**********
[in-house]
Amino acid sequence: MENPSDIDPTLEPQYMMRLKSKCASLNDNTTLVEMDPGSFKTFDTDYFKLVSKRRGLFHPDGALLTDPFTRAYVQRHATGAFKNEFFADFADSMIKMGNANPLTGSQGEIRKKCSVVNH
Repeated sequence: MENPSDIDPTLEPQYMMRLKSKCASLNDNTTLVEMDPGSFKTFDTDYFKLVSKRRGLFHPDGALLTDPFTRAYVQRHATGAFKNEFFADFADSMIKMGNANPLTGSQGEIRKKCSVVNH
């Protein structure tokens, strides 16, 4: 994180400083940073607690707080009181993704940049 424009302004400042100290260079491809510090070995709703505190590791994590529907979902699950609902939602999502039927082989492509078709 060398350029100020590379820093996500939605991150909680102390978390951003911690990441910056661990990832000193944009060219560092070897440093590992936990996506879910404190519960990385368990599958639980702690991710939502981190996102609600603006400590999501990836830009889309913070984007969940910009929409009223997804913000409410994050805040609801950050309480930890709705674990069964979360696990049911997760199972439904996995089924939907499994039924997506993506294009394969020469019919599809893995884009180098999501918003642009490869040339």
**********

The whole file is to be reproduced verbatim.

[in-house]
Amino acid sequence: MENPSDIDPTLEPQYMMRLKSKCASLNDNTTLVEMDPGSFKTFDTDYFKLVSKRRGLFHPDGALLTDPFTRAYVQRHATGAFKNEFFADFADSMIKMGNANPLTGSQGEIRKKCSVVNH
Repeated sequence: MENPSDIDPTLEPQYMMRLKSKCASLNDNTTLVEMDPGSFKTFDTDYFKLVSKRRGLFHPDGALLTDPFTRAYVQRHATGAFKNEFFADFADSMIKMGNANPLTGSQGEIRKKCSVVNH
């Protein structure tokens, strides 16, 4: 994180400083940073607690707080009181993704940049 424009302004400042100290260079491809510090070995709703505190590791994590529907979902699950609902939602999502039927082989492509078709 060398350029100020590379820093996500939605991150909680102390978390951003911690990441910056661990990832000193944009060219560092070897440093590992936990996506879910404190519960990385368990599958639980702690991710939502981190996102609600603006400590999501990836830009889309913070984007969940910009929409009223997804913000409410994050805040609801950050309480930890709705674990069964979360696990049911997760199972439904996995089924939907499994039924997506993506294009394969020469019919599809893995884009180098999501918003642009490869040339």